Ruins, Polonnaruwa (Ceylon). 12 February 1868 259
Artist: Leighton, Stanley (1837-1901)
Medium: Pencil on paper
Pencil drawing of the ruins of the Rankot Dagaba at Polonnaruwa in Sri Lanka (Ceylon), dated 12th February 1868. This image is inscribed on the mount in pencil: 'Ruins at Toparè. 'Rankat Dagoba', 12 Feb, 1868'; and on the front: 'Ruins at Topare (Pollanarua) Wed. 12 Feb. 1868. S.L., A.D. 700 about. Tower red brick carved with plaster which looks like stone. Plastered red brick - ornament below plaster.'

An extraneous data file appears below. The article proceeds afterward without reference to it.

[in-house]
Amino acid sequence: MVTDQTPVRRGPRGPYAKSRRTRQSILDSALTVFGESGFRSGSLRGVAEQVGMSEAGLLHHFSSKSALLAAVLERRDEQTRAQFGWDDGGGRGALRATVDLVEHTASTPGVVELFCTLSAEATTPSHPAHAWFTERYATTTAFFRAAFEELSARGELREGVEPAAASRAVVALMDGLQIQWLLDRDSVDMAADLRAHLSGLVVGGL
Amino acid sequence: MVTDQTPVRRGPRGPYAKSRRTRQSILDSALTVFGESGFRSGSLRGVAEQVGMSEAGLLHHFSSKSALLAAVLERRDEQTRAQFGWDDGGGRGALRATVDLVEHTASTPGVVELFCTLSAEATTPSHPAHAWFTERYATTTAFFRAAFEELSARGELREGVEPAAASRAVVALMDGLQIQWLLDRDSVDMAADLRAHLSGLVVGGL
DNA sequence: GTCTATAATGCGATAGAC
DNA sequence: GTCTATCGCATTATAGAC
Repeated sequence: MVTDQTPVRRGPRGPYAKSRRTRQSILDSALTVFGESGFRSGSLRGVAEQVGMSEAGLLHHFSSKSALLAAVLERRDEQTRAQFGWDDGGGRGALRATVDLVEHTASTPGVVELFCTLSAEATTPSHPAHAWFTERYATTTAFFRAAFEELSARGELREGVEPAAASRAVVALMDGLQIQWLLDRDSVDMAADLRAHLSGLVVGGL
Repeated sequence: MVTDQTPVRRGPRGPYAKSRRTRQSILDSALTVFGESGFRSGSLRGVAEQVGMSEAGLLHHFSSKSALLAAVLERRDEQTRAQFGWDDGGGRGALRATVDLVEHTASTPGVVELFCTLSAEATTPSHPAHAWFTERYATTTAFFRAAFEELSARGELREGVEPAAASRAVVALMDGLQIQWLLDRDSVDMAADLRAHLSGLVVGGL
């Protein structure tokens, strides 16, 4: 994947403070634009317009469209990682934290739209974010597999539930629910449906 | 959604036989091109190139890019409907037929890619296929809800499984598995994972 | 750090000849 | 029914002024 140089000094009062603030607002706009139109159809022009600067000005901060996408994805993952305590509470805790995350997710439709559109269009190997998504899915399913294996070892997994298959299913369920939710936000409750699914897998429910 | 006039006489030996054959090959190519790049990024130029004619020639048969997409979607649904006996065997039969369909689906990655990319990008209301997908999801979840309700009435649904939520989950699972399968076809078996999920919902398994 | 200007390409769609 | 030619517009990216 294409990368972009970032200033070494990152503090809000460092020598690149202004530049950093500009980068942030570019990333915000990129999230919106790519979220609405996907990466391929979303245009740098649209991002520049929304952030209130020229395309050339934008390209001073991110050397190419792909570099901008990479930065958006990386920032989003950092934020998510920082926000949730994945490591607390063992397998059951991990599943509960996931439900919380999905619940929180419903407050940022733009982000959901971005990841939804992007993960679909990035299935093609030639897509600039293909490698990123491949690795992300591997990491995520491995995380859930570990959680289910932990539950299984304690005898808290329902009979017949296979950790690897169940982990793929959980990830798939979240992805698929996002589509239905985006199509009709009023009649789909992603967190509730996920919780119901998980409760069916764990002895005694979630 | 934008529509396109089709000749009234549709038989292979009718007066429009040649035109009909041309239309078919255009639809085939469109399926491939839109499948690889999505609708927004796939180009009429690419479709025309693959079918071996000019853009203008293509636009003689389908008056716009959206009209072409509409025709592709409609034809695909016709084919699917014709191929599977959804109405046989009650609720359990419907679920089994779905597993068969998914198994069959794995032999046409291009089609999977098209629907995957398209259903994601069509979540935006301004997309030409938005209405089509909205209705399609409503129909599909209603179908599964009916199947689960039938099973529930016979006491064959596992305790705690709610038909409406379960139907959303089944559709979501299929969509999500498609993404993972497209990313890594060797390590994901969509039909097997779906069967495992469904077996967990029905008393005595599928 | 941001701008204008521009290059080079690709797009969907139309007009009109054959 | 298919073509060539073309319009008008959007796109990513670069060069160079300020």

Polonnaruwa became an important Sinhalese kingdom in the 11th century when King Vijayabahu I drove the Cholas from India off the island. By the 13th century the island was again overrun by Indian invasions and the city was abandoned leaving an area full of ruined buildings, Buddha statues, parks and a 2400 hectare tank, the 'Sea of Parakrama.' The Rankot Dagaba, sometimes known as the Ruwanweli, was built by Nissanka Malla in the Anuradhapura style and stands 180 feet high. S.M. Burrows described the building in The Buried Cities of Ceylon (1885): "...the path runs through the jungle for about half-a-mile, and then emerges on the Rankot (golden spire) dagoba...Eight small shrines surround the base, with conical roofs, and a plain interior; and between each pair is a larger structure which perhaps supported an image or relic. The spire of the dagoba is very perfect; and the statues which surround the drum are plainly visible with field glasses. On the south-east side there are the remains of a brick figure of Buddha, about 8ft. 6.in high, and of the arched roof under which it stood; and to the north there is an old well. About 300 yards to the east there is a moulded and inscribed monolith, 3ft. 4in. square by 2ft. 9in. high."